California’s Hospital Fair Pricing Act (Health and Safety Code § 127400, et. seq.) requires hospitals to offer financial assistance to their patients as a condition
of their licensure. Though the law has been in effect since 2007, it has rarely been enforced, and there is minimal case law applying the statute. Since 2016, Federal law also has conditioned non-profit hospitals’ tax-exempt status on offering this assistance, requiring that they widely advertise the financial assistance programs and make “reasonable efforts” to determine if patients qualify, even if patients do not apply.

Even collection agencies must treat medical debt differently from other debt. Federal law (26 U.S.C. 501(r)-6) specifically requires that collection agencies’
practices conform with hospitals’ financial assistance programs. But few collection agencies appear to be aware they have this obligation. CCLS has encountered case after case where collection agency representatives have told consumers that it was “too late” to apply for financial assistance, and even argued vehemently with consumer attorneys that financial assistance laws did not apply once a hospital assigned the con- sumer’s debt to them for collection.

As part of its efforts to reduce lawsuits and collection activity against patients who qualify for help under the law, CCLS is working with several Valley hospitals to improve their policies on financial as- sistance. By reaching out to hospital ad- ministrations, educating them on the gaps in their policies, and offering examples of “best practices” to ensure patients get the assistance they are entitled to, CCLS is helping both consumers and hospitals. In cases where hospitals are resistant to this help—or where collection agencies refuse to acknowledge their obligations under the law—CCLS has made it clear that offering financial assistance is not a gift, but a legal requirement that hospitals must follow in order to operate as a non-profit acute care facility in California, and that a hospital’s failure to provide qualified consumers with no-cost or discounted care may result in legal consequences for that hospital or debt collector. Through CCLS’s work in this area, there already has been a sharp decrease in the number of lawsuits filed against patients in the Valley. In Fresno County, the collection agency responsible for the largest number of lawsuits against patients filed only six cases in 2018, down from more than 200 the year before. In Tu- lare County, one hospital collection agency has stopped filing lawsuits altogether due to CCLS’s efforts.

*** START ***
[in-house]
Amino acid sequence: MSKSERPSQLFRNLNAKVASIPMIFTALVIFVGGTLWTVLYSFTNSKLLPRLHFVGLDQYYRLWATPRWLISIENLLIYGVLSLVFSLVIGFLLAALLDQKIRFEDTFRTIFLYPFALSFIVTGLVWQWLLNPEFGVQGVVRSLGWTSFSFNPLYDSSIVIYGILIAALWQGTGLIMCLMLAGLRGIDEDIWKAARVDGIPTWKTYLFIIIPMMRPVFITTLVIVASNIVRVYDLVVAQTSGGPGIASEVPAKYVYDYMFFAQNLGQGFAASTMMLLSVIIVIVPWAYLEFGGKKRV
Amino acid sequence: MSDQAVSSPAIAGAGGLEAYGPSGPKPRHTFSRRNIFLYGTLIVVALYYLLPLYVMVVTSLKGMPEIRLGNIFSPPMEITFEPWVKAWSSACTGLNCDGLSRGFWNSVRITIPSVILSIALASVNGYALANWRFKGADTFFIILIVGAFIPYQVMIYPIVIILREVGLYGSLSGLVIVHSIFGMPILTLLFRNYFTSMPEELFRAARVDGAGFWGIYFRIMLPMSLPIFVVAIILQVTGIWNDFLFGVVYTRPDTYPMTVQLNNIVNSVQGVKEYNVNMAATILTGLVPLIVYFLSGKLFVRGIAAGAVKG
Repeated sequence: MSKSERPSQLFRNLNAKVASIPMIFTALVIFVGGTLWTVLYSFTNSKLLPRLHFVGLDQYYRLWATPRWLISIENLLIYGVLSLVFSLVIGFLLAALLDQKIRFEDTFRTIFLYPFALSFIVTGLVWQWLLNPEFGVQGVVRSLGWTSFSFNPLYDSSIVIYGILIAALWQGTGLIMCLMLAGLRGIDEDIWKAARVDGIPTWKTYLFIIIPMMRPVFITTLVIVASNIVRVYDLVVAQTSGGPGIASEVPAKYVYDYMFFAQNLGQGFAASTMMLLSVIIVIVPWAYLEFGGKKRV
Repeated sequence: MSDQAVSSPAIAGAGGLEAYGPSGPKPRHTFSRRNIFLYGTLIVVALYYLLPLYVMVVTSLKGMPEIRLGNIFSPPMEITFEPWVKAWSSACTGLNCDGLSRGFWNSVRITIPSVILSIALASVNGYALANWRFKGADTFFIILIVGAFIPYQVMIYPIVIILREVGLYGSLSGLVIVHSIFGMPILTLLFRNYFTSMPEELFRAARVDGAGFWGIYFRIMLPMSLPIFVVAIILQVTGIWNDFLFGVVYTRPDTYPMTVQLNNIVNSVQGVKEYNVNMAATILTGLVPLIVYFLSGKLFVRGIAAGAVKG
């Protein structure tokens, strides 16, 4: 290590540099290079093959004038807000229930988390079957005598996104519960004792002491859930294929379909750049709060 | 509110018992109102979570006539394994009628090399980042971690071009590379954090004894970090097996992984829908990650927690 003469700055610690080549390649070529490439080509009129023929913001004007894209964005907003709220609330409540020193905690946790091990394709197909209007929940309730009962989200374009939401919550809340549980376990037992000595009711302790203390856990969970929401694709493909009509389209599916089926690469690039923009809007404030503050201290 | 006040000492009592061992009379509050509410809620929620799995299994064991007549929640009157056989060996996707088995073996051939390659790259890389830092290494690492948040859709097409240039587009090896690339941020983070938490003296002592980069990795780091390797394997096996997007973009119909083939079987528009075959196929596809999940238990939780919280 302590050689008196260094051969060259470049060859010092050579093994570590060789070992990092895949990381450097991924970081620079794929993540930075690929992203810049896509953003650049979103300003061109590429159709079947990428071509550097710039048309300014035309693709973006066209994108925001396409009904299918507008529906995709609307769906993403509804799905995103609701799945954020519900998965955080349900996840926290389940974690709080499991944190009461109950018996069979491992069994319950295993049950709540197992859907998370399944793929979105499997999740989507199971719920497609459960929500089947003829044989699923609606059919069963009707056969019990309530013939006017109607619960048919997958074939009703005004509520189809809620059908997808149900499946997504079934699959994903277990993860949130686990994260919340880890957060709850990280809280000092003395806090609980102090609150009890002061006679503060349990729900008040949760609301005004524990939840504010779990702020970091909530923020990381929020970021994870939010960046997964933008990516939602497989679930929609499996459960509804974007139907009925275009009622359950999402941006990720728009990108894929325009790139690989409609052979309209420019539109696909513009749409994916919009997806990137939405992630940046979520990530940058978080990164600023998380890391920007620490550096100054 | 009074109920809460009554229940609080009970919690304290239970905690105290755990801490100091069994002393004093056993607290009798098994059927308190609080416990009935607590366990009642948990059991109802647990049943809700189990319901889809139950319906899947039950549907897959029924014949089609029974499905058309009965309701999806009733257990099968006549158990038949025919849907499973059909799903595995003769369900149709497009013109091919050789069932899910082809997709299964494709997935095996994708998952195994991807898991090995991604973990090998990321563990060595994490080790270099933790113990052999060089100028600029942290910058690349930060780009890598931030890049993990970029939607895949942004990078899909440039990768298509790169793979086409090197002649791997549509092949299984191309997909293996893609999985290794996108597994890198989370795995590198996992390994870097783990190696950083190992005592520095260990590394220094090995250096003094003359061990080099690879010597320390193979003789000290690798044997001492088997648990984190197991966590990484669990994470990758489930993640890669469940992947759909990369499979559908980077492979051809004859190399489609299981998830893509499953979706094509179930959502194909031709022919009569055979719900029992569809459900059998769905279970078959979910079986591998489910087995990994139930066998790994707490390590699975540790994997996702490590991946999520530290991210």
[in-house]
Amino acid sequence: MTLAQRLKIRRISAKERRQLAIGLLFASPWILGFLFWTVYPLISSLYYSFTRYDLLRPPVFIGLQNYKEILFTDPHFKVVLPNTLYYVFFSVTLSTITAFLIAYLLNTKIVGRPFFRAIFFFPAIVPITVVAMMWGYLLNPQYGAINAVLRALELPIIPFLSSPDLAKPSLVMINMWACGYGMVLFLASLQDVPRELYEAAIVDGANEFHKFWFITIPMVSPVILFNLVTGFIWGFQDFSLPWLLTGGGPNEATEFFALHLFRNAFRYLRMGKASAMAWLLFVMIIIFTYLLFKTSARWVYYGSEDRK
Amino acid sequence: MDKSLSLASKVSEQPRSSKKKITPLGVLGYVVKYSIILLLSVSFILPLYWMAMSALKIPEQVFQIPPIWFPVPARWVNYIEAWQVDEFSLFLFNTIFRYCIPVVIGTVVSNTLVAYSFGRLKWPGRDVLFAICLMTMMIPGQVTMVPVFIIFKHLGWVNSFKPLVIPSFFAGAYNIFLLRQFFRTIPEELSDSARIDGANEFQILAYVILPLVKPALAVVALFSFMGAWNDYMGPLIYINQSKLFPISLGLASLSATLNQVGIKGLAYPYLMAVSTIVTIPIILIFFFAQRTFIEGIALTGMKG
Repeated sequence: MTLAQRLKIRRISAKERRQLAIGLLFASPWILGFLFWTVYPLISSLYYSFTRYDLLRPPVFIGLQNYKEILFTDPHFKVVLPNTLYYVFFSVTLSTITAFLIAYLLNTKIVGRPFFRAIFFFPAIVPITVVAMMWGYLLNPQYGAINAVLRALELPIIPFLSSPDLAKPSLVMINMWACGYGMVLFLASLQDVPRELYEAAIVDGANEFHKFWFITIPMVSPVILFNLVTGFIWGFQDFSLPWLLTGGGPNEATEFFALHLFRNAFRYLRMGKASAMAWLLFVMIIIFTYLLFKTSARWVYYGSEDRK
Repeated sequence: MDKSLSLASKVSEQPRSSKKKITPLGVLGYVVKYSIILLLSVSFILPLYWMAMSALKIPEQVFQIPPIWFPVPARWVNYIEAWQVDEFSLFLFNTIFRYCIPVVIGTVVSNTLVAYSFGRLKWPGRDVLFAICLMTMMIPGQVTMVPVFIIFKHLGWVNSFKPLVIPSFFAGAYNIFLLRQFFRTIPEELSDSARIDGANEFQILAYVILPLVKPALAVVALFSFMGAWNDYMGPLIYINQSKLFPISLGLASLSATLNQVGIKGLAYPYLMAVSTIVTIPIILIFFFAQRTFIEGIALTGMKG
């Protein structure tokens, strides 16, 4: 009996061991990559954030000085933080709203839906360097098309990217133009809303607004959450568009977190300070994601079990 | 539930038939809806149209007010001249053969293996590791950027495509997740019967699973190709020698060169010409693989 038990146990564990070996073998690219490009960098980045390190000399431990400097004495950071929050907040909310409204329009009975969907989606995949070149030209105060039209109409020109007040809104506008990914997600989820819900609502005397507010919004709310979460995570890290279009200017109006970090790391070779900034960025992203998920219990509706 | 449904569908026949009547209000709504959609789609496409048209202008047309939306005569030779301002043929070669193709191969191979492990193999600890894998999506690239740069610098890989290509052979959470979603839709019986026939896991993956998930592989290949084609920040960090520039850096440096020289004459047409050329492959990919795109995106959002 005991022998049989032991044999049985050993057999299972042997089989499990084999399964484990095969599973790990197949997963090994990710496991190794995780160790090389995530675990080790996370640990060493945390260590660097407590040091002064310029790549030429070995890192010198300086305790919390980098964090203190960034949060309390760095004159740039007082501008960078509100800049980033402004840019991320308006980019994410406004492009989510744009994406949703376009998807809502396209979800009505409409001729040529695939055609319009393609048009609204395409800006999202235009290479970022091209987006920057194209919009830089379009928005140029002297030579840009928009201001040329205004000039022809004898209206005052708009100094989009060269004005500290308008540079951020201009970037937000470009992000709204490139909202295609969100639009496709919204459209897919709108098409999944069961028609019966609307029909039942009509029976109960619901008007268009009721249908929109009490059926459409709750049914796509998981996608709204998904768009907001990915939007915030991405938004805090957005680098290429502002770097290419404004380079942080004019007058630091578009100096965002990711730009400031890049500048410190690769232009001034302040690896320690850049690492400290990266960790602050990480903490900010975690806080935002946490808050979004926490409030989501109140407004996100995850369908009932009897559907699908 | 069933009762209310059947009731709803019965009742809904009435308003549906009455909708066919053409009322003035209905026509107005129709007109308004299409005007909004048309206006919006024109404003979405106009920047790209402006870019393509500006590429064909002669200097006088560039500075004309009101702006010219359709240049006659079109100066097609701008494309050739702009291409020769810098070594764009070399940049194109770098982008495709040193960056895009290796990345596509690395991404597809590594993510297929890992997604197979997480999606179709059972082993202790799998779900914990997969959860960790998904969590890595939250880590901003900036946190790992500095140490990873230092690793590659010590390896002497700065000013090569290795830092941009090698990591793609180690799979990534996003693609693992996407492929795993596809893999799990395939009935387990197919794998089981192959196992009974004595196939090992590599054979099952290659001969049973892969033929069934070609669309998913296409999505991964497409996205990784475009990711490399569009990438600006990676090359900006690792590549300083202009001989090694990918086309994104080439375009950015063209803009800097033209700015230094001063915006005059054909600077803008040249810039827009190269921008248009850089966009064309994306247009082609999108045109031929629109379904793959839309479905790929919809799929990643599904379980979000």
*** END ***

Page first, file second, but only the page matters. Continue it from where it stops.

Accessing affordable health care in the Central Valley is a problem for many. Through its Health Consumer Center, CCLS helps make sure Valley residents are able to get the care they need. By working with hospitals to ensure they comply with financial assistance laws, and taking ap- propriate legal action when they do not, we are helping to reduce the chance that an unexpected trip to the hospital results in financial ruin.